Greek terra cotta dancing girl,
about 350 B.C. (British Museum.)
Greek mythology attributes the origin of dancing
to Rea who taught this art to Kourites in Crete. Cretan dances
were performed in open or closed circles. Cretans were usually
dancing around a tree, an altar, or mystical objects in order to
free themselves from the evil. Later on, they used to dance
around a singer or a musician.
Christianity & Dance
The institution of Christianity in Greece put the
reins on the development of dance in Greece. Dance performances
were banned, which resulted in dance taking an “underground”
turn to pagan tradition that lasted up to the period of
Byzantium. Much of the current folk traditions eventually
returned to Greece by way of the Ionian Islands which were ruled
As early as the first century
A.D., ancient Greek tragedy, which at its peak of harmonious
unity, incorporated poetry, music and dance, had disintegrated
into its component elements.
Actor-tragedians continued to perform only certain parts of the
dialogue of the tragedies, while others with good voices sang
the vocal parts. There also arose a gesticulator whose purpose
was to illustrate, with pantomimic gestures, what the
actor-tragedian was singing. This gradually transformed the old
Attic style of tragedy and comedy into the tragic-pantomime
style of the imperial Byzantine years that included dance, mime,
recitation and song. The reactions of the Church Fathers and the
stream of condemnatory decisions and excommunications issued by
ecumenical synods indicate the popularity of these
spectacle-concerts in multi-ethnic Byzantium and the influence
of the mime performances on the austere moral code of the
Christians for many centuries to come.
|Greek dancers could also be
expert gymnastic tumblers.
These acrobats were skilled at playing between knives and swords. Rope-dancing or
funambulus likely begun with the
Greek Dance Terminology
--dithyrambic poetry -lyric poetry
performed in song and dance as a tribute to the god Dionysus
--nomic poetry - choral lyrics, performed in praise of
Apollo and other gods
--drama of tragedy and comedy the chorus conveys the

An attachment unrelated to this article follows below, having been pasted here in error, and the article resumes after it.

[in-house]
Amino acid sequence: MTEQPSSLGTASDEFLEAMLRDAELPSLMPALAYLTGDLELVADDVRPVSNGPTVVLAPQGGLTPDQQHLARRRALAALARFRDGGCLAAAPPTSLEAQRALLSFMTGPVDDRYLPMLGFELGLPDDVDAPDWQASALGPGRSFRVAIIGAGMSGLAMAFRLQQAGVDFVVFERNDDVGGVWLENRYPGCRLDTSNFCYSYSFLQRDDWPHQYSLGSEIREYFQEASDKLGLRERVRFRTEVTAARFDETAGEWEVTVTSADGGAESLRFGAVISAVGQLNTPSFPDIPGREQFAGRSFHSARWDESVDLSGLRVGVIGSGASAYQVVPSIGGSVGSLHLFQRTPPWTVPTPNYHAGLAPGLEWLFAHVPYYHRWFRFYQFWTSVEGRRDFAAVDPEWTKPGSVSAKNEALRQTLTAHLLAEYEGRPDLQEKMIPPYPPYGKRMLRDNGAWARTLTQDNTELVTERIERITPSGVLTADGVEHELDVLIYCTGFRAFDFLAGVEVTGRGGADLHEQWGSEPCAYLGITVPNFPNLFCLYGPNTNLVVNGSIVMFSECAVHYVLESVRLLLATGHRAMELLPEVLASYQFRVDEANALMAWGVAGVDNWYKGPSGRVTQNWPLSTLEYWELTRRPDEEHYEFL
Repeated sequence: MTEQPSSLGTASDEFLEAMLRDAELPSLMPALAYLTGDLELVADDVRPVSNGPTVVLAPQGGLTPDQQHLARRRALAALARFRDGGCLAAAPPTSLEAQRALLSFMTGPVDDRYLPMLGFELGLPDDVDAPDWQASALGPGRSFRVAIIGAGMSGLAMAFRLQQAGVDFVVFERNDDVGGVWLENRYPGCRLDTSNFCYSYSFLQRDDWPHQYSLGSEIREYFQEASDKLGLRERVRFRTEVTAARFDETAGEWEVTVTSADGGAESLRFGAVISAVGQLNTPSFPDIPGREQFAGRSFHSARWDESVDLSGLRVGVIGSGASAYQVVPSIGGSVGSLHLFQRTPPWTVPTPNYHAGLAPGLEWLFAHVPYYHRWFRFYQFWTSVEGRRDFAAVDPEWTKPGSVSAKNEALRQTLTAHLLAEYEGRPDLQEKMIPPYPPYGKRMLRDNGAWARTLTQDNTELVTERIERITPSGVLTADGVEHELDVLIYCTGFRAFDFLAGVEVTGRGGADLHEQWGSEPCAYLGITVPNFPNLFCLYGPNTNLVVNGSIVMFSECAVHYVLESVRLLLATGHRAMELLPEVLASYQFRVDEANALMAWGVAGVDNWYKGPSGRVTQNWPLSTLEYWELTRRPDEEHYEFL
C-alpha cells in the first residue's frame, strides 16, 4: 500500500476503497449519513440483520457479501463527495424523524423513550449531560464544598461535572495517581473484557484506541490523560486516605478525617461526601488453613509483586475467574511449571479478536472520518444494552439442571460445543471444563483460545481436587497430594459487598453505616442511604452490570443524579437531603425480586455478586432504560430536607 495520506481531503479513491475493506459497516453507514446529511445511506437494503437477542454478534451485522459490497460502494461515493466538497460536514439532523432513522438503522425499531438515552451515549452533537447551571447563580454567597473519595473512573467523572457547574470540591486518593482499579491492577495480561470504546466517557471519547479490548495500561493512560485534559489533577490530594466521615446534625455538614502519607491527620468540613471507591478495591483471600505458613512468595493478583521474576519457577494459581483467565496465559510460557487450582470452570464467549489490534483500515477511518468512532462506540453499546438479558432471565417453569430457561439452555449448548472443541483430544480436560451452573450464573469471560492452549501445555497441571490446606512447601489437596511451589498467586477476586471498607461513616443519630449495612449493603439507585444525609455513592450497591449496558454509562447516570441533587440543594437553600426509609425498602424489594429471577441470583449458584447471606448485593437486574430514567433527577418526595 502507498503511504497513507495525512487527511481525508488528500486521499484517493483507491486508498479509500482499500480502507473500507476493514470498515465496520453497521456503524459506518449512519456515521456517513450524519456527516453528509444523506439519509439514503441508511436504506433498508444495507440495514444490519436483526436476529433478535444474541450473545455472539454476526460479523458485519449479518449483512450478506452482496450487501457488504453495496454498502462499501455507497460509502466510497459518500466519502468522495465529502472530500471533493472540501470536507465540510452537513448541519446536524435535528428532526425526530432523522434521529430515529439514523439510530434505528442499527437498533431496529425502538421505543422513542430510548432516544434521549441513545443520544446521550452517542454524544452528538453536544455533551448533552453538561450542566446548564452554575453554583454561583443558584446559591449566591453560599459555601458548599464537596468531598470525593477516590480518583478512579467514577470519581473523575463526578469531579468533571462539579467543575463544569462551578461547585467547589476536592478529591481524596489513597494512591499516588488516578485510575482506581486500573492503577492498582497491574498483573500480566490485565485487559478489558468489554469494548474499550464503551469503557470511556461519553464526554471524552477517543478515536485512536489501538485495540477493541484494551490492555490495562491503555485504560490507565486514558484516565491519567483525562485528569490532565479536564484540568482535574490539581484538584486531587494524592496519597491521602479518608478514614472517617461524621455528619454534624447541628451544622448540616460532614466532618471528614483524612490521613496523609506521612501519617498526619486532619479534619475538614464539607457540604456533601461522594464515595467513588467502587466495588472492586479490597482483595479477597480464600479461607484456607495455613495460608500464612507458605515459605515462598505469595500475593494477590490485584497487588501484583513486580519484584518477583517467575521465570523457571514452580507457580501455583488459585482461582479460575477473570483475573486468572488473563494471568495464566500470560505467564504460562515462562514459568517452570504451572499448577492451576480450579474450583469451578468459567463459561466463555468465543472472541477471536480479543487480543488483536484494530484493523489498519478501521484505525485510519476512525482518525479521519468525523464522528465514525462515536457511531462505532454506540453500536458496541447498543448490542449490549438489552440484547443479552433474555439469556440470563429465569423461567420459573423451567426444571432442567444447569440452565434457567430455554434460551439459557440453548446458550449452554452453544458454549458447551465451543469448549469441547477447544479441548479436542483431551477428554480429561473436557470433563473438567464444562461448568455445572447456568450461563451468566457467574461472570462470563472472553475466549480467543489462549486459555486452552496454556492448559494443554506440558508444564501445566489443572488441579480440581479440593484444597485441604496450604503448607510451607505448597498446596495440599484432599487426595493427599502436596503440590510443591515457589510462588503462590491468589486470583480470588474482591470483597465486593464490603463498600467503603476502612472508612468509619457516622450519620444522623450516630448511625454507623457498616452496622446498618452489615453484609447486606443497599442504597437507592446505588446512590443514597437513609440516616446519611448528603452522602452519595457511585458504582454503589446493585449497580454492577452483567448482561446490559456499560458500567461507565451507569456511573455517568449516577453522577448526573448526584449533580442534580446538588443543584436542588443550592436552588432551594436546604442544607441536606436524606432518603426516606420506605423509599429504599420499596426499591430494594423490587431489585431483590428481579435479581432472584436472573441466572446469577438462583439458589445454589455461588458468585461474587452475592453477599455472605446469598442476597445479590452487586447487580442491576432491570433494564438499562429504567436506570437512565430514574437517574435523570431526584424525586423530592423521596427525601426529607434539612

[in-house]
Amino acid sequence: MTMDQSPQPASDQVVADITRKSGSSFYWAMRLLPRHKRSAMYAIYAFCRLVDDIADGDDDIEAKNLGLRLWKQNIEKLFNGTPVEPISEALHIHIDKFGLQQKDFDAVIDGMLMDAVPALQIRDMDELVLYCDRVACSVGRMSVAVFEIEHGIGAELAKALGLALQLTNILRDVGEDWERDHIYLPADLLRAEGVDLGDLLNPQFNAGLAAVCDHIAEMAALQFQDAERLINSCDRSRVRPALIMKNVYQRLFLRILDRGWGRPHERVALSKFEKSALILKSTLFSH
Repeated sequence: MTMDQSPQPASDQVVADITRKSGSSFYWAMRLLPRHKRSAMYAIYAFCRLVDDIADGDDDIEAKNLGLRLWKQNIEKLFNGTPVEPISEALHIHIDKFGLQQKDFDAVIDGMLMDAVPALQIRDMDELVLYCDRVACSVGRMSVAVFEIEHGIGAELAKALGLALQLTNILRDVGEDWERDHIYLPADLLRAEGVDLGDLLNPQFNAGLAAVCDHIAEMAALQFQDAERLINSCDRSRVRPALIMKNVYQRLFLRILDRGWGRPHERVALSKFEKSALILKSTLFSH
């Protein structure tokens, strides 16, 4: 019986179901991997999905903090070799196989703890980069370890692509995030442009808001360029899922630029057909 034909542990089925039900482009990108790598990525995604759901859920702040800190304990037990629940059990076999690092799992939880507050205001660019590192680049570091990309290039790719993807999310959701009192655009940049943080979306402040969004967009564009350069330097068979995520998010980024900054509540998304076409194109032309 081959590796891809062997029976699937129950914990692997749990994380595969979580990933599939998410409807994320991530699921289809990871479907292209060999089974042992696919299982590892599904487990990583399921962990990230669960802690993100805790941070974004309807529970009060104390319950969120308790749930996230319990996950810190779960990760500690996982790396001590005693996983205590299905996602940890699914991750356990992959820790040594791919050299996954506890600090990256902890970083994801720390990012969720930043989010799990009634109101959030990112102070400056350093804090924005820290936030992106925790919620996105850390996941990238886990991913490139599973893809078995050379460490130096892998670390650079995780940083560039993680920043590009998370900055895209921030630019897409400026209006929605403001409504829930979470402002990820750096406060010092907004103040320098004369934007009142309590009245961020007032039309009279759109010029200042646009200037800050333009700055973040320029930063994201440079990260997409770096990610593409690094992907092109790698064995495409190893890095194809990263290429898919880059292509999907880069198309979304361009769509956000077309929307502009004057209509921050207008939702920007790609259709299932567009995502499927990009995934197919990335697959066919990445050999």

elements of the play's text in song and dance.
• Pyrrihic dance
was the most known among martial dances, part of the basic
military education in both Athens and Sparta.
• Gymnopaedia is the early
history of present-day gymnastics.
• Geranos This dance included
serpentine movements, imitating the movements of Theseus inside
was a dionysiac dance danced on top of the vats while treading
the grapes with their feet.
was the dance of tragedy, enhancing the events enacted on
was the dance of the comedy was looked down on, and in general
regarded as unworthy of serious men.
•Sikkinis was the dance of the
satirical drama, imitating the movements of cats and danced by
• Imeneos was the dance of the
marriage. It was danced by the bride with her mother and
friends. It was quick with a lot of twists and turns.
• Hormos is according to Lucian a
common dance of the young men and women who dance one by the
other forming a chain. The leader is a young man who shows his
dancing and martial abilities through his movements. A young
woman follows him providing an example of solemnity and decency
to all other women dancers.
• Iporchima was a combination of
dance and pantomime, singing and music. It comes from Crete. It
was danced by boys and girls together singing choric poems.
Greek dances may be divided into sections somewhat thus:
•religious dances including the
Emmeleia, the Hyporchema, the Gymnopedia, and the Endymatia
•gymnastic nature, which include the
military dances as well as tumblers
mimetic character: sign-talk, which
antedates spoken language
theatre, such as the chorus,
partly social, partly religious dances,
such as the hymeneal and wedding chain dance
--chamber dances often shown
Dancing Bacchante. From a vase in
the British Museum.
Bacchanalian dancer. Vase from Nocera,
Greek and Bacchanalian Dance
Dance, according to Greek thought, was one of the
civilizing activities, like wine-making and music.
Most Greek Mythology was written by poets, like
Homer, and as the spiritual sustenance for its people, dance
communicated its wisdom and truth as effectively as words.
dancing tradition prevalent among the Greeks was likely inherited
from Crete which was conquered by Greece around 1500 BC but Greece
was very effective in synthesizing the best from surrounding
cultures, its poets and artists borrowed significantly from
surrounding Pyria and Thrace and its scholars were being initiated
into the Egyptian mysteries by temple priests long before Alexander
the Great conquered Egypt. Learning to dance
was considered a necessary part of and education which favored
appreciation of beauty.
Ancient Greece drove a sharp distinction between
the Apollonian dance and the Dionysian dance. The former – the
Apollonian dance – was accompanied by guitars called lyres, lutes
and kitharas. It was a ceremonial dance incorporating slower cult